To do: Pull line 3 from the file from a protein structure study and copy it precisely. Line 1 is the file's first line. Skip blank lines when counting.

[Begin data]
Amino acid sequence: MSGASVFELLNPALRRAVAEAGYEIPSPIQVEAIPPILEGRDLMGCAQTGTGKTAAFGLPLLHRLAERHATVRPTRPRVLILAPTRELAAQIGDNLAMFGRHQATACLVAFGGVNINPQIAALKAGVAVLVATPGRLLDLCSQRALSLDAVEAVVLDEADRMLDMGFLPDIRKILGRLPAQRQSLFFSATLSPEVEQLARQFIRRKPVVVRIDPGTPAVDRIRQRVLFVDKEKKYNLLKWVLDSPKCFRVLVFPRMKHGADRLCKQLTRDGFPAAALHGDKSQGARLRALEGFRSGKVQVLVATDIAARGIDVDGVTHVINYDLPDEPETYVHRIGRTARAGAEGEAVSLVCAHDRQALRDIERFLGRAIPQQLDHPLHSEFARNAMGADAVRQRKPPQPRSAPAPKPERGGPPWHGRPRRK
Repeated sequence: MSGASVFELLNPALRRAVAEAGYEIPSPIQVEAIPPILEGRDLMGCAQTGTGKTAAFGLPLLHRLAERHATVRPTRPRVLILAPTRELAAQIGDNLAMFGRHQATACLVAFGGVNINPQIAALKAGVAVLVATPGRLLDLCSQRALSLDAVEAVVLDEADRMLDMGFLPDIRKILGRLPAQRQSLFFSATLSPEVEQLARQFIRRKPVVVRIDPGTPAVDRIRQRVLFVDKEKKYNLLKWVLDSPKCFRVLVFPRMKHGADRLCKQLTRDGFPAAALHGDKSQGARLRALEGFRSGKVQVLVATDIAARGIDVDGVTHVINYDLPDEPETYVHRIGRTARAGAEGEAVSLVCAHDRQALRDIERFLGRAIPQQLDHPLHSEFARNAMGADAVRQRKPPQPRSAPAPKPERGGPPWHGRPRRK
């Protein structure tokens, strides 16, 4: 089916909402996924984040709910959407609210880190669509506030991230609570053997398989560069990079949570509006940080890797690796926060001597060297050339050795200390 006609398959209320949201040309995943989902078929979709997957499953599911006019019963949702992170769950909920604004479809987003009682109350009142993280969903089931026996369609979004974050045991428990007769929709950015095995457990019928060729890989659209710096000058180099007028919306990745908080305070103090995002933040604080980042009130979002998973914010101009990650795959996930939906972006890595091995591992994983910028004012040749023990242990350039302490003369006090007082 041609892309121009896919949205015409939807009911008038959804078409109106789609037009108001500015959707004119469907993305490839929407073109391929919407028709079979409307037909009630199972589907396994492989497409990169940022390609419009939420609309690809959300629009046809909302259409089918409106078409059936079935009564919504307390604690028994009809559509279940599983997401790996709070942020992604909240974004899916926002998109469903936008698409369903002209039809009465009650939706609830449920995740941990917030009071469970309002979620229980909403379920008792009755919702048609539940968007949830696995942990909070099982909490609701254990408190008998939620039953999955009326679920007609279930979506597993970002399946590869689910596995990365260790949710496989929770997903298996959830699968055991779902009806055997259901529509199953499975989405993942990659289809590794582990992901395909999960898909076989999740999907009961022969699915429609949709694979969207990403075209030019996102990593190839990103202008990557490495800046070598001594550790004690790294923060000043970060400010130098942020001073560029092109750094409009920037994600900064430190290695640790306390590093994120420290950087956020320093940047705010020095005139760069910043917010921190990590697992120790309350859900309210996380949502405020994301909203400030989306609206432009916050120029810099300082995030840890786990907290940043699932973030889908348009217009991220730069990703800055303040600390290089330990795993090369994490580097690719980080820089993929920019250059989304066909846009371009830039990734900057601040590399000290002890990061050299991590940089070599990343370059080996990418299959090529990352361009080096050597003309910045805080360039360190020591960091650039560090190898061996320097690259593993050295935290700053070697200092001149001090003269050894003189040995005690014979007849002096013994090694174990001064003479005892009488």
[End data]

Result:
């Protein structure tokens, strides 16, 4: 089916909402996924984040709910959407609210880190669509506030991230609570053997398989560069990079949570509006940080890797690796926060001597060297050339050795200390 006609398959209320949201040309995943989902078929979709997957499953599911006019019963949702992170769950909920604004479809987003009682109350009142993280969903089931026996369609979004974050045991428990007769929709950015095995457990019928060729890989659209710096000058180099007028919306990745908080305070103090995002933040604080980042009130979002998973914010101009990650795959996930939906972006890595091995591992994983910028004012040749023990242990350039302490003369006090007082 041609892309121009896919949205015409939807009911008038959804078409109106789609037009108001500015959707004119469907993305490839929407073109391929919407028709079979409307037909009630199972589907396994492989497409990169940022390609419009939420609309690809959300629009046809909302259409089918409106078409059936079935009564919504307390604690028994009809559509279940599983997401790996709070942020992604909240974004899916926002998109469903936008698409369903002209039809009465009650939706609830449920995740941990917030009071469970309002979620229980909403379920008792009755919702048609539940968007949830696995942990909070099982909490609701254990408190008998939620039953999955009326679920007609279930979506597993970002399946590869689910596995990365260790949710496989929770997903298996959830699968055991779902009806055997259901529509199953499975989405993942990659289809590794582990992901395909999960898909076989999740999907009961022969699915429609949709694979969207990403075209030019996102990593190839990103202008990557490495800046070598001594550790004690790294923060000043970060400010130098942020001073560029092109750094409009920037994600900064430190290695640790306390590093994120420290950087956020320093940047705010020095005139760069910043917010921190990590697992120790309350859900309210996380949502405020994301909203400030989306609206432009916050120029810099300082995030840890786990907290940043699932973030889908348009217009991220730069990703800055303040600390290089330990795993090369994490580097690719980080820089993929920019250059989304066909846009371009830039990734900057601040590399000290002890990061050299991590940089070599990343370059080996990418299959090529990352361009080096050597003309910045805080360039360190020591960091650039560090190898061996320097690259593993050295935290700053070697200092001149001090003269050894003189040995005690014979007849002096013994090694174990001064003479005892009488």